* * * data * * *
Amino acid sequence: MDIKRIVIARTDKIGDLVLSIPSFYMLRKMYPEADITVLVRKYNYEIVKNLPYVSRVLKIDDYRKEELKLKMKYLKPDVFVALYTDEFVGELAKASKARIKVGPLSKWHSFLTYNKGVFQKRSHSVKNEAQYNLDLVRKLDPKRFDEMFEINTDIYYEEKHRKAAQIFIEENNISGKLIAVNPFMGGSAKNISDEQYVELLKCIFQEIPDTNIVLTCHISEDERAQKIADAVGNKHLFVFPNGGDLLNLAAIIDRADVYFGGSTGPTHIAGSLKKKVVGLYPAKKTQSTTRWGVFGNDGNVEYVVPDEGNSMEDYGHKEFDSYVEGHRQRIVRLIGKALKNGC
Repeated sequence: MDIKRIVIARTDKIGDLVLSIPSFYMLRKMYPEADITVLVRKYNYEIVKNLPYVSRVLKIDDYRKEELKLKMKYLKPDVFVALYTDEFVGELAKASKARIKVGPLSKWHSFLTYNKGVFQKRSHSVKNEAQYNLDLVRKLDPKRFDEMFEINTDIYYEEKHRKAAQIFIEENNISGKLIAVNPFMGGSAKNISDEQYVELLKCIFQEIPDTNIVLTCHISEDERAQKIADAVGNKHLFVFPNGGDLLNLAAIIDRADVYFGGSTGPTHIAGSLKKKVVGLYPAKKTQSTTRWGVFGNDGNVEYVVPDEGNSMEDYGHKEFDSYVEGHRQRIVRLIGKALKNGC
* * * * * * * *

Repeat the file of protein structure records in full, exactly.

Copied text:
Amino acid sequence: MDIKRIVIARTDKIGDLVLSIPSFYMLRKMYPEADITVLVRKYNYEIVKNLPYVSRVLKIDDYRKEELKLKMKYLKPDVFVALYTDEFVGELAKASKARIKVGPLSKWHSFLTYNKGVFQKRSHSVKNEAQYNLDLVRKLDPKRFDEMFEINTDIYYEEKHRKAAQIFIEENNISGKLIAVNPFMGGSAKNISDEQYVELLKCIFQEIPDTNIVLTCHISEDERAQKIADAVGNKHLFVFPNGGDLLNLAAIIDRADVYFGGSTGPTHIAGSLKKKVVGLYPAKKTQSTTRWGVFGNDGNVEYVVPDEGNSMEDYGHKEFDSYVEGHRQRIVRLIGKALKNGC
Repeated sequence: MDIKRIVIARTDKIGDLVLSIPSFYMLRKMYPEADITVLVRKYNYEIVKNLPYVSRVLKIDDYRKEELKLKMKYLKPDVFVALYTDEFVGELAKASKARIKVGPLSKWHSFLTYNKGVFQKRSHSVKNEAQYNLDLVRKLDPKRFDEMFEINTDIYYEEKHRKAAQIFIEENNISGKLIAVNPFMGGSAKNISDEQYVELLKCIFQEIPDTNIVLTCHISEDERAQKIADAVGNKHLFVFPNGGDLLNLAAIIDRADVYFGGSTGPTHIAGSLKKKVVGLYPAKKTQSTTRWGVFGNDGNVEYVVPDEGNSMEDYGHKEFDSYVEGHRQRIVRLIGKALKNGC